1) Do acknowledge them
Talk to them when they come in. Show some interest. Get to know them.
2) Do show respect
Kids want to be treated like an adult, this is one area in which that works.
3) Do provide food
Food always works. Feed them. Even let them have access to the kitchen.
4) Do be some fun
Do something unexpected from the normal routine. Be a little playful.
5) Do avoid confrontations
This isn't the time to correct your kid. Do that later, where you can discuss.
6) Do remember them
Names, siblings, & unique things about them. Also, how your kid knows them.
7) Do make it peaceful
An environment that's void of contention makes a place people want to be.
8) Do leave a little space
Give them some room. Not the bedroom. But, some talking space to be private.
9) Do like them
Everyone has annoyances. Overlook them. See what your kid sees. Be open.
10) Do keep long hours
It doesn't have to be 'open all night' but kids like late nights. Especially weekends.
Bonus: Do treat them like family
Everyone wants to belong. Somewhere. Make it you and yours that they think of as 'family' when they need to connect. How you interaction with your kid's friends, and your kid, will benefit everyone.
What do you do?
Did a little surfing down memory lane and came across an article that I contributed to a long time ago and forgot about. It was about TV viewing and what can be done to curb the amount of time watching it. (We've never been big television watchers. There's just so many other really fun things to do.) I'm glad to report the things I said yesterday (relatively speaking) are still valid today. You can see if you agree.
If you've got going back to school on your mind, here is an article at OnlineSchools.com that might give you some inspiration. It also happens to quote me and tell a little about my experience going back to school. (I'll share a few more tips another day, after I know which ones aren't going to be used for another article.) Going back to school was really hard but very worth it. An investment in me and our family.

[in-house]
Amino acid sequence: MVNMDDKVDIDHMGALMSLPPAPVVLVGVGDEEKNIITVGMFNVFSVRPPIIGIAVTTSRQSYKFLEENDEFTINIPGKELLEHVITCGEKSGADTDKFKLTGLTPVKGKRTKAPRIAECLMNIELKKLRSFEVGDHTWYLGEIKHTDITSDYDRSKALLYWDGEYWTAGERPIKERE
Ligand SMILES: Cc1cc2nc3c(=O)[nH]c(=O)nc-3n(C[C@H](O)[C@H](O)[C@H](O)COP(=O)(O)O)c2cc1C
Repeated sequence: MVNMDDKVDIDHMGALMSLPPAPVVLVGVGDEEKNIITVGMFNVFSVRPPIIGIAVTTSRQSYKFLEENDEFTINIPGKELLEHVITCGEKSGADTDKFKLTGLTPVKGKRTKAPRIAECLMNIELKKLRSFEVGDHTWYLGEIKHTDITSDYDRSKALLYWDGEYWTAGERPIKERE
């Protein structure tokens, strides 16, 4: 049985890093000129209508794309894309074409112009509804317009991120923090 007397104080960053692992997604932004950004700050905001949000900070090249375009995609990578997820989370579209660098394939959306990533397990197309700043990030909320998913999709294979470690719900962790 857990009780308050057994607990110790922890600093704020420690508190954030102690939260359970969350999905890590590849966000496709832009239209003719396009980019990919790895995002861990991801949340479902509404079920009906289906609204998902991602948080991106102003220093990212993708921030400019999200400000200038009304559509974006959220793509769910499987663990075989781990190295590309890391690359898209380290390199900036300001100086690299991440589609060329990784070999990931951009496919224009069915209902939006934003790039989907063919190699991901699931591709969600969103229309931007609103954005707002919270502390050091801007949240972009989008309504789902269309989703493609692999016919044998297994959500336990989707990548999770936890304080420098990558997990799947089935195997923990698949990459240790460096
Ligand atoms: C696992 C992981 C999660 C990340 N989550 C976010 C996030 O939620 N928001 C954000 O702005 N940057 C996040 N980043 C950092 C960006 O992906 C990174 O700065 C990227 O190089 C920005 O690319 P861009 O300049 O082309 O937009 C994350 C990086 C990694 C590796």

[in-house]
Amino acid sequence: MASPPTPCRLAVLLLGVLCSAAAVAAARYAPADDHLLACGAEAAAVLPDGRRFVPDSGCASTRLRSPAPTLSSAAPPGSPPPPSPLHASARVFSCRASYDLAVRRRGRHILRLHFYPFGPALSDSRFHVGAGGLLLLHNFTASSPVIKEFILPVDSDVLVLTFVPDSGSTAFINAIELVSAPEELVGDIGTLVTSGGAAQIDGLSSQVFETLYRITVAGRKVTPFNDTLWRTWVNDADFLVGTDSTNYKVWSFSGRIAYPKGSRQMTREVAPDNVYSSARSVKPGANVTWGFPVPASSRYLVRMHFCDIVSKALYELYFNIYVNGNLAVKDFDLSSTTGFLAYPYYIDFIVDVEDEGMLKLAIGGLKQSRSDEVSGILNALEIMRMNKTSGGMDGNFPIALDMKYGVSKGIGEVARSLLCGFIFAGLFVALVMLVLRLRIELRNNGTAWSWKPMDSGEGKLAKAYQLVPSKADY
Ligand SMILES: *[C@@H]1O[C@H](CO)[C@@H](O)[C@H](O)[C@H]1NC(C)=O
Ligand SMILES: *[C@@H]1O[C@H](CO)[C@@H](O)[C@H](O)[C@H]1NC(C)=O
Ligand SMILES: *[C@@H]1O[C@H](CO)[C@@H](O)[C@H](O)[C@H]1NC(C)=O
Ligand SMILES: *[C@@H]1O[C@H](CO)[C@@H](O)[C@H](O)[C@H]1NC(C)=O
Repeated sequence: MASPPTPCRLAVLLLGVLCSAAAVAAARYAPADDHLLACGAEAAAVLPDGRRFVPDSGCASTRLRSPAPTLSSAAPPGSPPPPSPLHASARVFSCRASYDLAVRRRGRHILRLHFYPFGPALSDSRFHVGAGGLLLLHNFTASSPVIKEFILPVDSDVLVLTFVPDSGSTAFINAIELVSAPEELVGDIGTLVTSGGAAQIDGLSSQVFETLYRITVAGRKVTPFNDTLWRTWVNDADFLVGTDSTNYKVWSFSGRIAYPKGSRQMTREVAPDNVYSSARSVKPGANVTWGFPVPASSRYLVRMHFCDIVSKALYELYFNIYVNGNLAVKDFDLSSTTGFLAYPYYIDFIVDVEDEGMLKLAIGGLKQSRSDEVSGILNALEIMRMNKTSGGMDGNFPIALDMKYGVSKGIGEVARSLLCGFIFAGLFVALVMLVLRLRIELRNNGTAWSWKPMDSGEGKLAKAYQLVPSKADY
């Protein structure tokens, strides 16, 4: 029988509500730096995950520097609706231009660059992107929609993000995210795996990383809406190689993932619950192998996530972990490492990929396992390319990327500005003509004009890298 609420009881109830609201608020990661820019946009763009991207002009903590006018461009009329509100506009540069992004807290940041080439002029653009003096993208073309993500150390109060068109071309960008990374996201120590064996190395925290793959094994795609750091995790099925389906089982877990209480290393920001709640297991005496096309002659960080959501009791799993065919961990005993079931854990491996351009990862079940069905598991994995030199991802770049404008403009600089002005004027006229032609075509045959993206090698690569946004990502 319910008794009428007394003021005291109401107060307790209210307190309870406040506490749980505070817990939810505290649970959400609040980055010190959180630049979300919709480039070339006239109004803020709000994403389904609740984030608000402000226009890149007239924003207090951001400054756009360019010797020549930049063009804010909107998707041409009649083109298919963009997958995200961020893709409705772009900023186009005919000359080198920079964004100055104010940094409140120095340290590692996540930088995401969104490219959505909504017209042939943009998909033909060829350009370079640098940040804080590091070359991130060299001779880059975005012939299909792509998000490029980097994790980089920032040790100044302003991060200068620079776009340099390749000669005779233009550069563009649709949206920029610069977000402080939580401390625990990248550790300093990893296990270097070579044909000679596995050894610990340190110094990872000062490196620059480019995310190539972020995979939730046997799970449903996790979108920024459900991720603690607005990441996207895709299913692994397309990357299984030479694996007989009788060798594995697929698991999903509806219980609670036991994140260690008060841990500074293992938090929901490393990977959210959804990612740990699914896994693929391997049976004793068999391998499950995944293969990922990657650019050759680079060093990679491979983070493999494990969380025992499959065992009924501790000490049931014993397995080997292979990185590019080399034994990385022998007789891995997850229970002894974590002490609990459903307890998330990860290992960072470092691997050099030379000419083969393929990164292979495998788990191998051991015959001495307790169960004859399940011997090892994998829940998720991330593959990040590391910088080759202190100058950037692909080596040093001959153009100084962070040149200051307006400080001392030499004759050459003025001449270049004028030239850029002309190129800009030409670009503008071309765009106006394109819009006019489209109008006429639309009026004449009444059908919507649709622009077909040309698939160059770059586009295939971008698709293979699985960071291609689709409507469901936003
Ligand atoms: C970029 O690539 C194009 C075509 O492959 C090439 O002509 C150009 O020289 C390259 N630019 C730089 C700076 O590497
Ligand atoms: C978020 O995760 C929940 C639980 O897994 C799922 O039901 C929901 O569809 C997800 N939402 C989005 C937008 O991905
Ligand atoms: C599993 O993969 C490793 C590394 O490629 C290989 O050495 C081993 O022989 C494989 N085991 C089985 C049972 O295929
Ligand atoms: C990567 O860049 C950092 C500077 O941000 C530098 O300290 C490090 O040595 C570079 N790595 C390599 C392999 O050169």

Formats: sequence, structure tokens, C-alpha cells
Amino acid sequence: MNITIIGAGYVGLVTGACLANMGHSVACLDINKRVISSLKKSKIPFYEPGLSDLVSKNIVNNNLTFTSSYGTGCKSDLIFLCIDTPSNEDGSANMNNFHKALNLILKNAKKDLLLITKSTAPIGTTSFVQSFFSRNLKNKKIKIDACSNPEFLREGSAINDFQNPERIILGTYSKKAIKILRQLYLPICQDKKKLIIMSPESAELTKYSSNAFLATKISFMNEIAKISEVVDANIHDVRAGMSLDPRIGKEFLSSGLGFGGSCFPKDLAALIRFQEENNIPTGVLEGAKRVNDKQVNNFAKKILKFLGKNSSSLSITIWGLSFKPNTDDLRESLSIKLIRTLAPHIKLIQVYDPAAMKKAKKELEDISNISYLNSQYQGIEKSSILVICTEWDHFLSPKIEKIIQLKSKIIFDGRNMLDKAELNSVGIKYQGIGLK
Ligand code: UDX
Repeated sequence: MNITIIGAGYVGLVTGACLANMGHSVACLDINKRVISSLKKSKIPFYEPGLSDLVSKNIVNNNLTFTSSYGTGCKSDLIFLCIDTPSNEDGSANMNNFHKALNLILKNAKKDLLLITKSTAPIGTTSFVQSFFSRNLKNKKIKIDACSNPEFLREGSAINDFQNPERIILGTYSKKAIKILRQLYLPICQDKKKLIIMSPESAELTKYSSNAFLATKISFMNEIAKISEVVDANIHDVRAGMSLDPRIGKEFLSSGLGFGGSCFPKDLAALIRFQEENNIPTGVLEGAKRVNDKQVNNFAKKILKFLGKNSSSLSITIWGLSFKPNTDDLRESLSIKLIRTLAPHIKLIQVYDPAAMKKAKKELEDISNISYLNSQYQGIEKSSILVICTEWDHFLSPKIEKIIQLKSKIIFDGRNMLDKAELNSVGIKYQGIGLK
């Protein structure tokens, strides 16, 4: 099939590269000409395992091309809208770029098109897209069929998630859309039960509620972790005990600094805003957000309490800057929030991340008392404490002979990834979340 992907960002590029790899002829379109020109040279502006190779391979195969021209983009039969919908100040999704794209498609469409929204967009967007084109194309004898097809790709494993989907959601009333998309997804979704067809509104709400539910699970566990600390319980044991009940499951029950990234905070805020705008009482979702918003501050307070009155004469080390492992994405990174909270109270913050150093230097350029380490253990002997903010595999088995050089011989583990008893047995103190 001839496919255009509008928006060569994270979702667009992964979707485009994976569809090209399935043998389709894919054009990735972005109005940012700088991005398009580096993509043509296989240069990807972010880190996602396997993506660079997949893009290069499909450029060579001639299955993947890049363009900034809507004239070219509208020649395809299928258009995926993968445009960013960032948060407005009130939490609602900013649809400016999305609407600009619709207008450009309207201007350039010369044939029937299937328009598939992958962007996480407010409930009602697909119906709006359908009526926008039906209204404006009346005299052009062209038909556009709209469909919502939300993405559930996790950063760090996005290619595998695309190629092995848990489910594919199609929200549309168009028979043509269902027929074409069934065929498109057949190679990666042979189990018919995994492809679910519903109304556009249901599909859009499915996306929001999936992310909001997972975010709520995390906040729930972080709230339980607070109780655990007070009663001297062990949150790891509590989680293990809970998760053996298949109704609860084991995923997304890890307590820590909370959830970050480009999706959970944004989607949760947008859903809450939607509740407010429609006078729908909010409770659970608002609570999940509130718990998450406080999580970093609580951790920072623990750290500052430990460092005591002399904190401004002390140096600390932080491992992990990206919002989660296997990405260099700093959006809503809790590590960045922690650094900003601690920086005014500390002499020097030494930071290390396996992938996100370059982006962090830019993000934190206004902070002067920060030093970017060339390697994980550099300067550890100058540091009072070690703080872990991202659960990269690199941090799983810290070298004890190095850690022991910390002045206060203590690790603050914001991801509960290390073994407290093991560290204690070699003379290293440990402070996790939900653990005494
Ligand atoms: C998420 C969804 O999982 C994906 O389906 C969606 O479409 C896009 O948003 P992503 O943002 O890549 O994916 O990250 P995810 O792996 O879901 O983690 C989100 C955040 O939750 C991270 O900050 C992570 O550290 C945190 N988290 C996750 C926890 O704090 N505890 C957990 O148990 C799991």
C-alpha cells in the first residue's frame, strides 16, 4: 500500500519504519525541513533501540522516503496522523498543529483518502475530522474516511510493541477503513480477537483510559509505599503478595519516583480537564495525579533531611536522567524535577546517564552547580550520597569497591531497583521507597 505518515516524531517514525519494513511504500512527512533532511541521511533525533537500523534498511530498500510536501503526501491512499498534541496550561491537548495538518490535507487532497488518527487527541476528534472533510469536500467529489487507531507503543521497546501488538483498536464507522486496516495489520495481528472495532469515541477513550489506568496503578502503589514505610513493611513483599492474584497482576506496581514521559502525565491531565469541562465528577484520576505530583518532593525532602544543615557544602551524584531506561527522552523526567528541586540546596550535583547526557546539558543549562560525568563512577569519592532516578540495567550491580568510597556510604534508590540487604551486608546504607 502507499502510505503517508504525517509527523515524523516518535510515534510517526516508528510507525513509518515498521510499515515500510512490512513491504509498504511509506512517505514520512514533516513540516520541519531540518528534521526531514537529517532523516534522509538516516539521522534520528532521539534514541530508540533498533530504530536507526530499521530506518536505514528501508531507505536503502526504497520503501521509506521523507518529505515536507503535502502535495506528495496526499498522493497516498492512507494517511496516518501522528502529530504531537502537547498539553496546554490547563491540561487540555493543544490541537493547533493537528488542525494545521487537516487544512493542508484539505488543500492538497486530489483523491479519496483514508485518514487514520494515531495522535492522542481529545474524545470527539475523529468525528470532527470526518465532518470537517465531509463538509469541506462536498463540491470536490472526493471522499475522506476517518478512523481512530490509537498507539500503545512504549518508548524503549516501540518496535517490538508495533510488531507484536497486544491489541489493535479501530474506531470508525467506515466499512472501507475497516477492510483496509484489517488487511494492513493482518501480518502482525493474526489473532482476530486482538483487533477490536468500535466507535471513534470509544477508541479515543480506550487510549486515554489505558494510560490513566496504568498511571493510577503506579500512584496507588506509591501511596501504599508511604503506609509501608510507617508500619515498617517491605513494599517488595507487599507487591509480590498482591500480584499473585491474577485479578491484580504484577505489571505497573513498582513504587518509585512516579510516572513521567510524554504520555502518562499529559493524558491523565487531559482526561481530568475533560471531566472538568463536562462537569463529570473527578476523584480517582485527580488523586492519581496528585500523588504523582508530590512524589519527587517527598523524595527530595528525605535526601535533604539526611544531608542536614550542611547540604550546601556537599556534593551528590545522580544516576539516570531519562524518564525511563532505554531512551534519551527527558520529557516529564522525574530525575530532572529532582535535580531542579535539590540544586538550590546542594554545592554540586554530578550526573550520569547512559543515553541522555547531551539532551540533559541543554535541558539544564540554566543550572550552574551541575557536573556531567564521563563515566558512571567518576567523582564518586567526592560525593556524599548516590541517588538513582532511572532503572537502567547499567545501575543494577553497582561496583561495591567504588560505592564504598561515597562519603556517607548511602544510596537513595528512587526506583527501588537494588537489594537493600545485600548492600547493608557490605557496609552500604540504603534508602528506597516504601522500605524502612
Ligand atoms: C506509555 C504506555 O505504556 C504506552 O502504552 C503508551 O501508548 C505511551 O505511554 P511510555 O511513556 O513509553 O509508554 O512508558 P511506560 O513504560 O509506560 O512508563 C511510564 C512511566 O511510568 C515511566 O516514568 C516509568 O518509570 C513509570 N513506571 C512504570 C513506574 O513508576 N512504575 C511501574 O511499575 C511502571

PS Other articles I've contributed to.
Last year I read an article and did a post about my New Year resolutions going in a new way. Here is part of what I said in 2011, "...after reading this article I realized that Christine's idea of picking a word as a guide for the year, something to "become", was a better fit for me now." This year I am looking back on that to see how it went.
My guide word last year was "FOCUSED" and I found that is was simple and it became a sort of mantra for me. With whatever I did I went back to "focused" for guidance because that's what I was looking for in my life. It was helpful and the first 8 months went really well. The last few got a little, unfocused. I think the thing I would do differently to avoid that is to put the word up for me to see, somewhere, and so I could remember near the end of the year. Maybe by the 8th month "focused" was just more ingrained and less conscious. Whichever way, I liked it and I'm going to try it again this year. So I have a new word for 2012...
It's "finish". On New Year's Day I went through many words thinking about what I wanted to have guide me and I am really in a need of finishing things. When I think of this guide word it makes me think about what I am going to take on, because I have to finish it. It makes me think that if it will help me be more thoughtful and balanced. It makes me think of what is on the table now, and finish it.
Kind of ironic because this post sat here for several days before I actually finished it, to post it. So, my guide word "finish" is very fitting.
Well, yesterday I talked about gift giving. Today I have something else on my mind. This morning I read an article about a NYC public school teacher who told her class of second graders, during a geography lesson, that there was no Santa. She was discussing the North Pole and the children assured the teacher they knew where the it was because Santa lived there. The teacher decided to clarify that myth and said that there was no Santa. Also, she felt a need to tell them that it was their parents who put presents under the tree for them, not Santa. What exactly that had to do with geography I don't know.
After the article, there ensued a back and forth in the comments section about whether kids should be told the truth, if they should even be told to believe in Santa at all, and every opinion in between. I have issues with Santa myself. I've never told my kids there was and never told them there wasn't. When they asked me I would always respond with, "What do you think?" Sometimes they'd say what they thought and sometimes they didn't. I let them talk. So, the belief in the man Santa has been perpetuated very little, if at all, in our home. But, the spirit of Santa and Christmas has.